Some people legitimately doubt whether these behaviors meet the “harmfulness” criterion (e.g., is a sound blast really “harmful”?). And, I would suspect that most aggression researchers would readily concede that these behaviors are artificial, contrived, and open to debate on whether they are “harmful”. If the opinion is that these behaviors are not “harmful,” then, by definition, these behaviors cannot be considered aggressive. I sincerely hear and understand these criticisms. Nevertheless, researchers obviously cannot allow participants to actually harm another person within a lab environment.
Inferring the presence of aggressive cognitions in the lab
It is insufficient merely to demonstrate that a harmful behavior has occurred; the cognitive process that causes those behaviors must involve, in some (usually undefined) capacity, aggressive cognitions. If aggressive cognitions were not involved, then the resulting behavior is not aggression, regardless of how harmful the behavior was.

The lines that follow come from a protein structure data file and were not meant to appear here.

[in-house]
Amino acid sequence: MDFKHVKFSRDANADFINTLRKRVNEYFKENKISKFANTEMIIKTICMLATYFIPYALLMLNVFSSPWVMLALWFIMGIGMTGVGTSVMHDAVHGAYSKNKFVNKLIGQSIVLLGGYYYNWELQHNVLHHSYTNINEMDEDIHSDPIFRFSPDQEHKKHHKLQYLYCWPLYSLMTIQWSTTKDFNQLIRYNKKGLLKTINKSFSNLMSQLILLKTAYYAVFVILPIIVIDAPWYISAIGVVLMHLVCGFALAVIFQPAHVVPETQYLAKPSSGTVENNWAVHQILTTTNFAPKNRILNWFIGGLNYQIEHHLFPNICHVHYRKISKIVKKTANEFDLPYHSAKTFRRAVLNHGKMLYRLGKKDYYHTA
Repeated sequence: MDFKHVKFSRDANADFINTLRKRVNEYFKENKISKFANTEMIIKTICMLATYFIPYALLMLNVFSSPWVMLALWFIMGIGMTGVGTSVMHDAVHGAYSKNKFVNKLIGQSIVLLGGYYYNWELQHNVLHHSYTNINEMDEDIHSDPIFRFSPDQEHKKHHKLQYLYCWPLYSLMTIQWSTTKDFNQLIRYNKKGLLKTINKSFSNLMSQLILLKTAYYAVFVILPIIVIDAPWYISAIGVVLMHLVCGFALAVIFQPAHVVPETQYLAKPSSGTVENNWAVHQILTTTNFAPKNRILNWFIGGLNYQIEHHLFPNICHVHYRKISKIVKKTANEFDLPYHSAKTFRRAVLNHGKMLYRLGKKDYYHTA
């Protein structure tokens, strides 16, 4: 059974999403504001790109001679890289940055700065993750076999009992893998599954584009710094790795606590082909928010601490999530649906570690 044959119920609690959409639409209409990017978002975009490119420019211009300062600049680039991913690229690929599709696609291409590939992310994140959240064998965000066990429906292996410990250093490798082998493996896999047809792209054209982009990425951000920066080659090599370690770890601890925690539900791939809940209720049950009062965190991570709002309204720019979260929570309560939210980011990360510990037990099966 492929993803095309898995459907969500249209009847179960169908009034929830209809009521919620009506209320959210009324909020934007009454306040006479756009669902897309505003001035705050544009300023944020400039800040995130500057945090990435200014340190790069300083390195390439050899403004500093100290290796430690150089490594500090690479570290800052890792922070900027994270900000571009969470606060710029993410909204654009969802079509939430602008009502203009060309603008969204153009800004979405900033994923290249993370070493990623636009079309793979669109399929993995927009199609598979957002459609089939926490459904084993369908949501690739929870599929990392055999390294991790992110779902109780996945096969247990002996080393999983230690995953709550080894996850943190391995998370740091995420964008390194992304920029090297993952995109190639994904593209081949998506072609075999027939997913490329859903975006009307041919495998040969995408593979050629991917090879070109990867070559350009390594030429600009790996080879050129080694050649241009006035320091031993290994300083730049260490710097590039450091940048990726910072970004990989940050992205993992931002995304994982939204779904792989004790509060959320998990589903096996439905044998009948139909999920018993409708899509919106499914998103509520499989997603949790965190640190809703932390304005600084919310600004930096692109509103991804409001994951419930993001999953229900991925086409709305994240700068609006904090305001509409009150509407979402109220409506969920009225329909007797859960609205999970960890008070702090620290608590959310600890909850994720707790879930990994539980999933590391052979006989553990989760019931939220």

Aggression researchers attempt to create a context from which aggressive cognitions can be inferred. For example, researchers may tell participants that a specific behavior (e.g., pressing a button) will cause a specific event (e.g., send an unpleasant noise) that has a specific effect (e.g., another person will experience the unpleasant noise). Thus, observing the behavior allows the researcher to infer the behavior was done with a known intent and with a known consequence. If the behavior was harmful and aggressive cognitions were assumed to be involved in the cognitive process that caused those behaviors, then the resulting behavior can be assumed to be aggressive.
Some critics point out that several cognitive processes also can produce the same behavior; thus, there is no reason to favor a cognitive process involving aggressive cognitions over these other cognitive processes. For example, participants may perceive a particular task as competitive (rather than as an opportunity to aggress), participants may engage in “mischievous responding,” or participants may intuit the study’s hypotheses and behave according to what they believe the hypotheses are.